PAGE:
- Letter (July 17, 2020)
CSOO Urges Congress to Include Key Initiatives to Support the Mental Health and SUD Treatment Infrastructure in Next COVID-19 Package
Members of CSOO wrote to congressional leadership urging them to include key programs and initiatives to support mental health and substance use disorder (SUD) treatment providers in the next legislative package passed to address the COVID-19 pandemic. These key programs and initiatives include the Medicaid Reentry Act (H.R. 1329), at least $38.5 billion in emergency funding to organizations that primarily treat individuals with mental health and/or SUD, and SAMHSA emergency relief funding in the form of direct grants to community-based organizations for critical mental health and addiction support services.
- Letter (May 5, 2020)
Members of CSOO wrote to key legislators urging them to support the Loan Repayment Program for Substance Use Disorder Treatment Workforce and the Mental Health and Substance Use Disorder Workforce Training Program, among other initiatives that are vital to strengthening the addiction treatment workforce.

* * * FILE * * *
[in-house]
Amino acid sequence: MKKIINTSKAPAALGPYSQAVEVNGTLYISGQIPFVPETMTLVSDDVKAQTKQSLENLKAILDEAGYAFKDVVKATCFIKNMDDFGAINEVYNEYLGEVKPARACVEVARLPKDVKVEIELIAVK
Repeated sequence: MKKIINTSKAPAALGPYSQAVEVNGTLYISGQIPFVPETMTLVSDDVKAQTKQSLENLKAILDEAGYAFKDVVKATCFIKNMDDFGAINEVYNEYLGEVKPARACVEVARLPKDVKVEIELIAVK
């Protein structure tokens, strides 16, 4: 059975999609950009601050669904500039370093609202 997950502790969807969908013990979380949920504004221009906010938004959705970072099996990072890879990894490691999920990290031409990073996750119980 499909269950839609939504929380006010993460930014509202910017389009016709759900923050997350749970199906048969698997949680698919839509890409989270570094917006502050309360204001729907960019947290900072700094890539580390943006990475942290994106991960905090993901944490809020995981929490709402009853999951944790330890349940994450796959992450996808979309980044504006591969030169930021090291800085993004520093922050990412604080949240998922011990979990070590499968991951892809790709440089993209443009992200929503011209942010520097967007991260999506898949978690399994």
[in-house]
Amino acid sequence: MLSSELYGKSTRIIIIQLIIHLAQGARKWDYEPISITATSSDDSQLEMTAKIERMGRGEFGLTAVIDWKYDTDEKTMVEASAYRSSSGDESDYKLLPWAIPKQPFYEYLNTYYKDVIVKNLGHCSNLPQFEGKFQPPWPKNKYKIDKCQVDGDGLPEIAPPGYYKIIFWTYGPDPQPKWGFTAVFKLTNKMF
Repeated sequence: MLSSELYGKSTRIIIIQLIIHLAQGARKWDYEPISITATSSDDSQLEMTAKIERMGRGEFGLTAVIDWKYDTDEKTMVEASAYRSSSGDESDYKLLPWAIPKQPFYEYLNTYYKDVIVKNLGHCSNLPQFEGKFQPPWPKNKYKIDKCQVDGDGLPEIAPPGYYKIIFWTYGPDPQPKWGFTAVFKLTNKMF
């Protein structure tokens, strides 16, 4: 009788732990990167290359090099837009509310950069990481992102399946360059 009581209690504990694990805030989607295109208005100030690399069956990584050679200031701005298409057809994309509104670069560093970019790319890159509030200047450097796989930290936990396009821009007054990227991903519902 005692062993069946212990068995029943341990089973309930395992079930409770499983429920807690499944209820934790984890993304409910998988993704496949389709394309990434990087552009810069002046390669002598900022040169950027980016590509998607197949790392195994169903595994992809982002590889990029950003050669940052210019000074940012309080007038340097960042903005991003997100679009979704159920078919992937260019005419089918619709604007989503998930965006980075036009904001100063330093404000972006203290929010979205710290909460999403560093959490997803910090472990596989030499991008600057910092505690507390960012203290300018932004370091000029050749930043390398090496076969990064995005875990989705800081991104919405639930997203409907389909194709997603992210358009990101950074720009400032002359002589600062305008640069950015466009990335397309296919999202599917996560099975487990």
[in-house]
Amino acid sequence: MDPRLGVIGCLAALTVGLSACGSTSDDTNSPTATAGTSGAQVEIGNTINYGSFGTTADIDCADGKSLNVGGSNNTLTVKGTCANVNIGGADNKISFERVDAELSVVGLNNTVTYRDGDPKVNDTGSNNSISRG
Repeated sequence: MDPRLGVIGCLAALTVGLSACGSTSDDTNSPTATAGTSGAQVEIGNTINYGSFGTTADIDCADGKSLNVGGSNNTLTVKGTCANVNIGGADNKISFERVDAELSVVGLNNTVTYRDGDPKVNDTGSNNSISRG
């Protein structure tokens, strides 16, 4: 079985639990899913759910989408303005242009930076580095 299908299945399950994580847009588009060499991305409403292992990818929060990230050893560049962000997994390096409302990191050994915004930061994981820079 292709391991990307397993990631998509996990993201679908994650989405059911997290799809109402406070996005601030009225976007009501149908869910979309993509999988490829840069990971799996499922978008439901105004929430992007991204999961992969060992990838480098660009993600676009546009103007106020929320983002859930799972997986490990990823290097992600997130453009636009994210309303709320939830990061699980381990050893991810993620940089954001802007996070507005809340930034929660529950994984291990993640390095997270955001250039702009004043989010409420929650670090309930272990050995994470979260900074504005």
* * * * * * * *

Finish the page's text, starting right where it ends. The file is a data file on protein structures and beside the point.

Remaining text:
- Letter (March 10, 2020)
Members of CSOO and other organizations wrote to Representative Frank Pallone (D-NJ), Chairman of the House Energy and Commerce Committee, as well as Representative Greg Walden (R-OR), Ranking Member of the House Energy and Commerce Committee, asking them to consider the CARE Act of 2019, which would provide $100 billion in federal funding over the next ten years to states, local governments, and other organizations and institutions to support federal research and programs to prevent drug use while expanding access to evidence-based prevention, harm reduction, addiction treatment, mental health services, and recovery support services.
- Letter of Support (November 6, 2019)
The Reducing Barriers to Substance Use Treatment Act, H.R. 3925, would
prohibit state Medicaid programs, beginning in October 1, 2020, and ending September 30, 2025, from imposing prior authorizations or other types of utilization control policies or procedures on medications approved to treat OUD, including, with respect to the provision of those medications, counseling services and behavioral therapy.